Beyond its practical applications, what is important is the new knowledge that this project offers about how the organ that manages the activity of our nervous system works. The results of the study reveal, for example, which parts of the brain are responsible for creating meaning. Among their findings was that two apparently different brain regions, the prefrontal cortex and the temporal parietal cortex, represented the same information to the decoder, which worked equally well using recordings from either area.
Nor was the algorithm limited to identifying verbal stimuli. Although trained with subjects who exclusively listened to spoken language, the scientists tested its effectiveness by projecting a silent film during one of the experiments. The decoder successfully reconstructed what was happening, as well as a participant’s imagined experience of telling a story themselves rather than listening to it. “The fact that those things overlap so much [en el cerebro] It’s something we’re beginning to appreciate,” Huth concluded.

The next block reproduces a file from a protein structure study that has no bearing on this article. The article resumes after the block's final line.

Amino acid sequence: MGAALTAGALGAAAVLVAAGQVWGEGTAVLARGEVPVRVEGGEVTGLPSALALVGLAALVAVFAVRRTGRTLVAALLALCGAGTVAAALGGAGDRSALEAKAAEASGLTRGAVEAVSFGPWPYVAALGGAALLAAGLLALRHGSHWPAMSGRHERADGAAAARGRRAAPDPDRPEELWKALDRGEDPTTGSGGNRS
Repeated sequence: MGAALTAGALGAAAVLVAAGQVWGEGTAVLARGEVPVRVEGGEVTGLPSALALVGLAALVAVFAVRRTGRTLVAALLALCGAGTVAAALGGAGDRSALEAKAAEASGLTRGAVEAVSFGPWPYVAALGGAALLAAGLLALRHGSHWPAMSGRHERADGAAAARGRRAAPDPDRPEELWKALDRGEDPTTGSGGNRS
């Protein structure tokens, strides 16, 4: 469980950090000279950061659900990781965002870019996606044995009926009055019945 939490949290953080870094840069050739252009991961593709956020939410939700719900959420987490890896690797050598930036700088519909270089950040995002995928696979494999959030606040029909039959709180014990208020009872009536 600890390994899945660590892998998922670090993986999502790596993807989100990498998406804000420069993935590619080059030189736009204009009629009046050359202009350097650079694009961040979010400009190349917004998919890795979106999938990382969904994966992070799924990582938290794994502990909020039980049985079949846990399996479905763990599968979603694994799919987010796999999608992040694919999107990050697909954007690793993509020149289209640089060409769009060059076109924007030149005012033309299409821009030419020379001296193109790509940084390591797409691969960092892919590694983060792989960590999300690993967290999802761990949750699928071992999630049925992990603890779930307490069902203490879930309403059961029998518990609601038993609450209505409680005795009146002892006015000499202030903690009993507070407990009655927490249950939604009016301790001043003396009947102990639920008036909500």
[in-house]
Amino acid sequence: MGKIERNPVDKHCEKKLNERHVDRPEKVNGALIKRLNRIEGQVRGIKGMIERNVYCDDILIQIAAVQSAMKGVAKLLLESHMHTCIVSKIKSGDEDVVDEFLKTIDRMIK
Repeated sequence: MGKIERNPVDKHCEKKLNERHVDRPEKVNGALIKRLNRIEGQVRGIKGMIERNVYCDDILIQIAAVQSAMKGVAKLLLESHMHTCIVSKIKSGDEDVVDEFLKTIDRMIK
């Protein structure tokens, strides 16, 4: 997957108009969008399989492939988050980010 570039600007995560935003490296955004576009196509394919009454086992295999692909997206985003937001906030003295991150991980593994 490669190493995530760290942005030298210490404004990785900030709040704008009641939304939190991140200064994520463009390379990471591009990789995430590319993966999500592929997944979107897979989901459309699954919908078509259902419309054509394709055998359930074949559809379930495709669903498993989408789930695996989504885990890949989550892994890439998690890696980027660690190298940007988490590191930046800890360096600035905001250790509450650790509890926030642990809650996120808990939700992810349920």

To ensure that their discovery is not used for purposes beyond research or help for people who are paralyzed and unable to communicate, the neuroscientists responsible for this study conducted several tests to confirm that does not work without the voluntary cooperation of the participant.
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To verify this, while the audio was played, the researchers asked subjects to distract themselves by performing other mental tasks, such as counting, listing animals, or imagining a different story than the one they were listening to. Of all of them, the most effective strategy to confuse the algorithm and cause it to give inaccurate readings was, curiously, to think of animals.
They also concluded that a decoder trained on one subject’s brain scans was useless for others, so it would take someone to engage in long training sessions before the algorithm would be effective at accurately reading your thoughts. Even so, further developments in this technology may bring things closer that until recently we saw as dystopian, such as the possibility of soldiers with telepathy to receive orders directly in the brain.